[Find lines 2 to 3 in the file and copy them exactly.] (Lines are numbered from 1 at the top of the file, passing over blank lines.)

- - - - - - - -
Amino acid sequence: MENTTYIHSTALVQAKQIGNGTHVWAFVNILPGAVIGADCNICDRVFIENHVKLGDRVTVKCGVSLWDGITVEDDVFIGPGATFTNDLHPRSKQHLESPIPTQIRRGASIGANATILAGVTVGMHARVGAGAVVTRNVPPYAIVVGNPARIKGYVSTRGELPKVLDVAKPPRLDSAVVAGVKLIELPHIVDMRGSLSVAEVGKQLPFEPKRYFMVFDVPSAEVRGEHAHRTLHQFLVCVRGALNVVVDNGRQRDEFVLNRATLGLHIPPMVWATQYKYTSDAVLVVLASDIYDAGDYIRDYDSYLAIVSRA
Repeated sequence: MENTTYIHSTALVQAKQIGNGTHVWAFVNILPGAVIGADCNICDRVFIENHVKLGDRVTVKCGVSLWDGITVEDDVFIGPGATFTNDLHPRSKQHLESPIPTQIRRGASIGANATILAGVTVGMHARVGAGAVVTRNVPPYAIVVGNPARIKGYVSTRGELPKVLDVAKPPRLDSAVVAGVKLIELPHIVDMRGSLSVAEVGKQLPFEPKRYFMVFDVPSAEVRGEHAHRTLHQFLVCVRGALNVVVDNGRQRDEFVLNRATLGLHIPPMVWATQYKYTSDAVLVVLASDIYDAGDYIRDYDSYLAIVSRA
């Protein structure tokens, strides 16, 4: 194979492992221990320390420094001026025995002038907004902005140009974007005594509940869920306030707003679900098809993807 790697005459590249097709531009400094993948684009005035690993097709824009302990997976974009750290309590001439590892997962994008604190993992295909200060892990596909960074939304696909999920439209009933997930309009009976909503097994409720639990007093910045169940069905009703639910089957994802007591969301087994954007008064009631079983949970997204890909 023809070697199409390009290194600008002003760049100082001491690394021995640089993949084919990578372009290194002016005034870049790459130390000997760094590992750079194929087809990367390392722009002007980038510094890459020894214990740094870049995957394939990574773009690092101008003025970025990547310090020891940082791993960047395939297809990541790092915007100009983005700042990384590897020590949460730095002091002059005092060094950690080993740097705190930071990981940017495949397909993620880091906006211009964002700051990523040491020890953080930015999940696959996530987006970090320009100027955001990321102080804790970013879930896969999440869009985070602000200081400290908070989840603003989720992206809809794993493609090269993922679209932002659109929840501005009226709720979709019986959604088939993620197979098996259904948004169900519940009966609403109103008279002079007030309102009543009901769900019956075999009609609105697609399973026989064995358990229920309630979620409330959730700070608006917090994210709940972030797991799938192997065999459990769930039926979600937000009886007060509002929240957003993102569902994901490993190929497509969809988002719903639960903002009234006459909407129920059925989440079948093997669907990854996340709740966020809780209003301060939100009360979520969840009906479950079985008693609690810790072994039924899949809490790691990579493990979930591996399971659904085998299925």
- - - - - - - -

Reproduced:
Repeated sequence: MENTTYIHSTALVQAKQIGNGTHVWAFVNILPGAVIGADCNICDRVFIENHVKLGDRVTVKCGVSLWDGITVEDDVFIGPGATFTNDLHPRSKQHLESPIPTQIRRGASIGANATILAGVTVGMHARVGAGAVVTRNVPPYAIVVGNPARIKGYVSTRGELPKVLDVAKPPRLDSAVVAGVKLIELPHIVDMRGSLSVAEVGKQLPFEPKRYFMVFDVPSAEVRGEHAHRTLHQFLVCVRGALNVVVDNGRQRDEFVLNRATLGLHIPPMVWATQYKYTSDAVLVVLASDIYDAGDYIRDYDSYLAIVSRA
């Protein structure tokens, strides 16, 4: 194979492992221990320390420094001026025995002038907004902005140009974007005594509940869920306030707003679900098809993807 790697005459590249097709531009400094993948684009005035690993097709824009302990997976974009750290309590001439590892997962994008604190993992295909200060892990596909960074939304696909999920439209009933997930309009009976909503097994409720639990007093910045169940069905009703639910089957994802007591969301087994954007008064009631079983949970997204890909 023809070697199409390009290194600008002003760049100082001491690394021995640089993949084919990578372009290194002016005034870049790459130390000997760094590992750079194929087809990367390392722009002007980038510094890459020894214990740094870049995957394939990574773009690092101008003025970025990547310090020891940082791993960047395939297809990541790092915007100009983005700042990384590897020590949460730095002091002059005092060094950690080993740097705190930071990981940017495949397909993620880091906006211009964002700051990523040491020890953080930015999940696959996530987006970090320009100027955001990321102080804790970013879930896969999440869009985070602000200081400290908070989840603003989720992206809809794993493609090269993922679209932002659109929840501005009226709720979709019986959604088939993620197979098996259904948004169900519940009966609403109103008279002079007030309102009543009901769900019956075999009609609105697609399973026989064995358990229920309630979620409330959730700070608006917090994210709940972030797991799938192997065999459990769930039926979600937000009886007060509002929240957003993102569902994901490993190929497509969809988002719903639960903002009234006459909407129920059925989440079948093997669907990854996340709740966020809780209003301060939100009360979520969840009906479950079985008693609690810790072994039924899949809490790691990579493990979930591996399971659904085998299925």